(b)       that a person illegally or improperly detained in public or private custody within such limits be set at liberty;

©         that prisoner detained in any jail situate within such limits be brought before Court to be there examined as a witness in any matter pending or to be inquired into in such Court;

(d)       that a prisoner detained as aforesaid be brought before a Court-martial or any Commissioners for trial or to be examined touching any matter pending before such Court-martial or Commissioners respectively;

(e)       that a prisoner within such limits be removed from one custody to another for the purpose of trial; and

(f)         that the body of a defendant within such limits be brought in on the Sheriff’s return of cepi corpus to a writ of attachment.


(2)       The High Court may, from time to time, frame rules to regulate the procedure in cases under this section.

(3)       Nothing in this section applies to persons detained under any law providing for preventive detention.


It is clear thus that the High Courts have been conferred upon the power of issuing habeas corpus writs through two provisions viz. by Section 491 of the Cr. P. C. and Article 199 (1) © of the Constitution. In essence, the constitutional provision did not add anything substantial to the safeguard available under Section 491 of the Code; however, it served an important purpose: the provision being constitutional, is superior and may not be easily tampered with through legislative or executive action.


It may be clarified that, in the aftermath of constitutional safeguards though Articles 32 and 226 of the Indian Constitution; Section 491 was omitted from their newly enacted Code of Criminal Procedure 1973. The Indian precedent, however, may not be followed in Pakistan for the reason that the scope and extent of writ jurisdiction of the Indian High Courts (under Article 226) is wider compared to the jurisdiction of the High Courts (under Article 199) in Pakistan. Indeed, Article 226 empowers the Indian High Courts to issue the 5 prerogative writs “in the nature of” habeas corpus, mandamus, prohibition, quo warranto and certiorari, or any of them, for the enforcement of fundamental rights and “for any other purpose”. As per the Supreme Court of India, the use of expression “nature” indicates that the scope of the prerogative writs is wider in India compared to the scope of such prerogative writs in England.1  Another important difference lies in the fact that the prerogative writs may be issued not just for the enforcement of Fundamental Rights but also for “any other purpose”.2 It is therefore desirable that in Pakistan, Section 491 is retained.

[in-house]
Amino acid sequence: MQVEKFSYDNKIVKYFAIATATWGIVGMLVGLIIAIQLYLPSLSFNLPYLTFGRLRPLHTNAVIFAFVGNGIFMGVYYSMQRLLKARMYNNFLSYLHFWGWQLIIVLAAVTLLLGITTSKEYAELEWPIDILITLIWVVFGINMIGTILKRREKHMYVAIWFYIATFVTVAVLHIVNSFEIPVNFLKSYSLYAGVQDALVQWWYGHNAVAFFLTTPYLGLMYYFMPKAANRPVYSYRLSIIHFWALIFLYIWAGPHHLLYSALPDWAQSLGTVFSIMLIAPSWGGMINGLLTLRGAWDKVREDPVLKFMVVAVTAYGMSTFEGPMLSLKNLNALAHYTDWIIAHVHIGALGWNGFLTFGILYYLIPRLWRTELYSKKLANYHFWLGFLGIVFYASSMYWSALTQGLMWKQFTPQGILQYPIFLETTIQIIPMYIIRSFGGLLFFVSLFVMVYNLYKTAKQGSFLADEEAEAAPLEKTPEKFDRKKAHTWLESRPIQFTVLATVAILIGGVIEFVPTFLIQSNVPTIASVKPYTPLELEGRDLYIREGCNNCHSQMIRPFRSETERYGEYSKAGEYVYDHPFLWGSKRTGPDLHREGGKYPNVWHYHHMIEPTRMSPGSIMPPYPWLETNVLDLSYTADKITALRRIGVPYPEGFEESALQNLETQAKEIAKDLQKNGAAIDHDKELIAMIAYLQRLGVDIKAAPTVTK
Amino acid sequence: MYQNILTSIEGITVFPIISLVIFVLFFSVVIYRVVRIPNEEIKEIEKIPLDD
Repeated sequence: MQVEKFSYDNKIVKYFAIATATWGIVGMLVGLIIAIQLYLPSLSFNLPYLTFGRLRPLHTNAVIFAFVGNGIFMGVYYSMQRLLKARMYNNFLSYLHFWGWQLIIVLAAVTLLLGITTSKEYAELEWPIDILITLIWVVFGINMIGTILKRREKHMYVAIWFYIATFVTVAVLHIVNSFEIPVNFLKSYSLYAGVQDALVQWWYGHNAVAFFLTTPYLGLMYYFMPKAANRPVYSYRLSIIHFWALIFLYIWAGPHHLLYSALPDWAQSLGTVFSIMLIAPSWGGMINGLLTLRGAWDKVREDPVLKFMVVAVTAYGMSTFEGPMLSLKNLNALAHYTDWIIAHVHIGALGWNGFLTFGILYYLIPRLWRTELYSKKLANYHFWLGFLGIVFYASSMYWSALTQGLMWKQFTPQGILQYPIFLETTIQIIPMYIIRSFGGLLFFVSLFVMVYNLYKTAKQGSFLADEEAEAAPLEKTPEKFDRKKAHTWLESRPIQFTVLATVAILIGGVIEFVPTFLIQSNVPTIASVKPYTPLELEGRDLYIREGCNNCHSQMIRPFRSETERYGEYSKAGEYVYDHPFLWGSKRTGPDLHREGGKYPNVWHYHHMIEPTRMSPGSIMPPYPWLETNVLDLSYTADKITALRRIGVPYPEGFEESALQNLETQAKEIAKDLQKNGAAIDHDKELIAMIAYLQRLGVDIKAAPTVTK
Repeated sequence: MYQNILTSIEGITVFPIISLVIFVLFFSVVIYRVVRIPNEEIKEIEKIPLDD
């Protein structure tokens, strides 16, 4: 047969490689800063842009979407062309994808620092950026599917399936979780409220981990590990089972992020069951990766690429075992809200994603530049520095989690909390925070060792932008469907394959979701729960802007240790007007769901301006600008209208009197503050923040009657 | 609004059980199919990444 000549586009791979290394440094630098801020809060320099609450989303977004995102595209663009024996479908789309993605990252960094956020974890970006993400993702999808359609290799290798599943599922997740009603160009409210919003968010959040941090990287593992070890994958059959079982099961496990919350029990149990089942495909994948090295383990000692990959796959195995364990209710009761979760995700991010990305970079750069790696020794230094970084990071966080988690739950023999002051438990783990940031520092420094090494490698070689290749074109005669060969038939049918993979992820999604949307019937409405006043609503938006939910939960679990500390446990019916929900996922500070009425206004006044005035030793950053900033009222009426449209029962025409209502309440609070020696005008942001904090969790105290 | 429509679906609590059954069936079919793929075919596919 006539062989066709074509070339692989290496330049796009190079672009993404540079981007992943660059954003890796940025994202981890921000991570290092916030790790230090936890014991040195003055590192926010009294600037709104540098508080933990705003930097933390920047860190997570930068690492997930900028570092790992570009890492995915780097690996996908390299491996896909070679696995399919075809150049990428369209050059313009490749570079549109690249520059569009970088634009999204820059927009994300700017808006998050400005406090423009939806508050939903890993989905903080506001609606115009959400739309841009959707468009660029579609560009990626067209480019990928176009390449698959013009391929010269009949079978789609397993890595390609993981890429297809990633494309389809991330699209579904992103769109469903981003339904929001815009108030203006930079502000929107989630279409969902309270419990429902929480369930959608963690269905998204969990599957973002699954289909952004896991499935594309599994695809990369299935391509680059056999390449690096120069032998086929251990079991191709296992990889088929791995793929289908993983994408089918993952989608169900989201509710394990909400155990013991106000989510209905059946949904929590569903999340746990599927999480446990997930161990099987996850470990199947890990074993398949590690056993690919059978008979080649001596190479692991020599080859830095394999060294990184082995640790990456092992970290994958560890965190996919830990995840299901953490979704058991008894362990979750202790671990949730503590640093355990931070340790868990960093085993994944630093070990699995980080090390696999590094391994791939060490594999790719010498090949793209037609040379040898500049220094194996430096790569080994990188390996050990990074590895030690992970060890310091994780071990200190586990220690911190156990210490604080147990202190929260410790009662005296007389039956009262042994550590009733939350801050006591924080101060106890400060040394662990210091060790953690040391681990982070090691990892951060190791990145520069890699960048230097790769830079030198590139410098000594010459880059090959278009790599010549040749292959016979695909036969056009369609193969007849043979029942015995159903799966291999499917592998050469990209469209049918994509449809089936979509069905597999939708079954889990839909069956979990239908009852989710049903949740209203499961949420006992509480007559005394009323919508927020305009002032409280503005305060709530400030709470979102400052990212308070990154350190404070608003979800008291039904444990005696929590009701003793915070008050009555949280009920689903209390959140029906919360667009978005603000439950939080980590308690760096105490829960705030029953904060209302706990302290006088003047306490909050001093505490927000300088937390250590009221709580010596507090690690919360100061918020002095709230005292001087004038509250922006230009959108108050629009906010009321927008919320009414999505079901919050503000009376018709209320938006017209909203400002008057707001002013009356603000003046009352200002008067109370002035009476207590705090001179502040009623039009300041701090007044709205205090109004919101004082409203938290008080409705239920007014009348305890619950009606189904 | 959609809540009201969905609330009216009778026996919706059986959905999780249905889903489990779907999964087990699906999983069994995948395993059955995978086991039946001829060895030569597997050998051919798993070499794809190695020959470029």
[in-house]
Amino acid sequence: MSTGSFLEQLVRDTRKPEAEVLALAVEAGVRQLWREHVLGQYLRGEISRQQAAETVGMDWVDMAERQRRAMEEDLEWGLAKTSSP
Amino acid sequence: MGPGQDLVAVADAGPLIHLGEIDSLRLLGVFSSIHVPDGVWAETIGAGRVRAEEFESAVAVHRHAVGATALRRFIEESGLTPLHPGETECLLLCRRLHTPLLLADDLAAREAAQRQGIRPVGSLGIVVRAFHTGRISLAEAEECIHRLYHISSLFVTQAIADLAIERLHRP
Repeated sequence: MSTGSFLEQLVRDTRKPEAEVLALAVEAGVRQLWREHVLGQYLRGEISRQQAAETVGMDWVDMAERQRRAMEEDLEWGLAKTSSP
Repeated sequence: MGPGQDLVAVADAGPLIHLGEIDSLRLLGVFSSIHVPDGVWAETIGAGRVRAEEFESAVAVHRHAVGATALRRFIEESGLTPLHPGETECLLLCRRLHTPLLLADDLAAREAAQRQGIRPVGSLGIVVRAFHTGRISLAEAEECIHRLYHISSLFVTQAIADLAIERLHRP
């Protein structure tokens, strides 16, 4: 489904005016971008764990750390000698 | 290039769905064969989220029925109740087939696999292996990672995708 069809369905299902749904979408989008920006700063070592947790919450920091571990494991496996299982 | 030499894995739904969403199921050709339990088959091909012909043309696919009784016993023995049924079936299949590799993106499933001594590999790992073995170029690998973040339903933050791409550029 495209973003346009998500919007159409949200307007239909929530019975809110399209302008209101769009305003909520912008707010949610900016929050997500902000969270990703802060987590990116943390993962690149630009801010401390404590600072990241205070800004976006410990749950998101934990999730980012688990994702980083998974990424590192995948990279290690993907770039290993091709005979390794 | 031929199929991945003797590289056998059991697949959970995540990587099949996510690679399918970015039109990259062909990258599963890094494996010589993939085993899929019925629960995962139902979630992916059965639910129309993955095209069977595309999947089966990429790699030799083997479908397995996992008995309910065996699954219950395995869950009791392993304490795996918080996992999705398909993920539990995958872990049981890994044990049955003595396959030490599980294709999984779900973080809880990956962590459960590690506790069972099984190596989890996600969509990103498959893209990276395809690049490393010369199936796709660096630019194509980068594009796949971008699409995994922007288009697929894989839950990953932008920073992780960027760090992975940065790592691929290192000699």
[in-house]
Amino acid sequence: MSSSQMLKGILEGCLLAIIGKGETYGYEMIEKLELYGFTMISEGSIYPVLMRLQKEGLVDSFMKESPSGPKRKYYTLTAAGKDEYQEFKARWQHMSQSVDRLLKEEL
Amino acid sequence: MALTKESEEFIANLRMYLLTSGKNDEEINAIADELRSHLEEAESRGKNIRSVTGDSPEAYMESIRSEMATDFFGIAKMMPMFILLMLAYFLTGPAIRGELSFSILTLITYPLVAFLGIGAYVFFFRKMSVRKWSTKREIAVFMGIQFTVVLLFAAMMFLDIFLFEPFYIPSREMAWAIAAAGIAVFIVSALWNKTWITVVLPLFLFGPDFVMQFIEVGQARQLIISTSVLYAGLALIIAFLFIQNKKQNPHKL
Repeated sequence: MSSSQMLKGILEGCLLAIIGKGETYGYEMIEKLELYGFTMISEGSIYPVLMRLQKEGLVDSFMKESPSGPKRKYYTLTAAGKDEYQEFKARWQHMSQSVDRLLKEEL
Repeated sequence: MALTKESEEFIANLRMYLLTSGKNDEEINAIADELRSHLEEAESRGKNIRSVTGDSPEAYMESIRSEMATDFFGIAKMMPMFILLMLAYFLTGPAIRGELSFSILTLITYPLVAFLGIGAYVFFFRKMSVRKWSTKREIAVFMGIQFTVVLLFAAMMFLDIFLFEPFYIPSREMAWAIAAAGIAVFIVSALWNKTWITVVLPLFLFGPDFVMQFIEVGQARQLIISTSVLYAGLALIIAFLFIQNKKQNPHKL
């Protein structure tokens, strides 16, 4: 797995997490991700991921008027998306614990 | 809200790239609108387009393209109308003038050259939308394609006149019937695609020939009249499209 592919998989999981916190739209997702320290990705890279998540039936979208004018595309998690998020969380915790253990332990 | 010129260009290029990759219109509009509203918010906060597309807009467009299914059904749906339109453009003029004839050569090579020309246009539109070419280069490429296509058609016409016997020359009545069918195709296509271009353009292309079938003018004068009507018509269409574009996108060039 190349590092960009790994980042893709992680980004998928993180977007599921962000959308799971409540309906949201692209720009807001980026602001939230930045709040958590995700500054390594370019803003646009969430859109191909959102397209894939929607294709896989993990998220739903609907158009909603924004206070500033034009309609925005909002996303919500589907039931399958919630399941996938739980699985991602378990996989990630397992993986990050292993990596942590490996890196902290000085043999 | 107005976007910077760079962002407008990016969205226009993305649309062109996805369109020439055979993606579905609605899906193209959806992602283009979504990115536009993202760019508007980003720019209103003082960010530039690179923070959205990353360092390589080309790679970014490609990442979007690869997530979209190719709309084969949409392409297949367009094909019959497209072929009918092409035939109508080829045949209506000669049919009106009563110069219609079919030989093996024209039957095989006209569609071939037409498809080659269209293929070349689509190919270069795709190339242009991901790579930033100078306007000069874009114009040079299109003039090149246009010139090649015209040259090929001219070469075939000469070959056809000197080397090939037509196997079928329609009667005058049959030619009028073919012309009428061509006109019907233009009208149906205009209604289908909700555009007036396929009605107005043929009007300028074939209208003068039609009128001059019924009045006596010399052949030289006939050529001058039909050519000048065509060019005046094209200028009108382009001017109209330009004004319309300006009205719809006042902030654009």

A perusal of case law suggests that in view of Article 199, the provision of Section 491 is sparingly used for issuing directions of the nature of habeas corpus. As per statistics from reported cases, in two years period i.e. 1996 - 97, some 70 cases were decided in 1997 and 66 in 1996. Among such cases, a large number i.e. 90% relates to cases of custody of children. Another 5% of the cases relate to the alleged detention of ‘sui juris’ (e.g. detention of married woman by parents and/or husband). Indeed only 5% cases relate to illegal/improper detention by the police. For the same period (as per record of reported cases), the High Courts disposed of a total of 16 writ petitions under Article 199 of the Constitution including 11 in 1997 and 5 in 1996.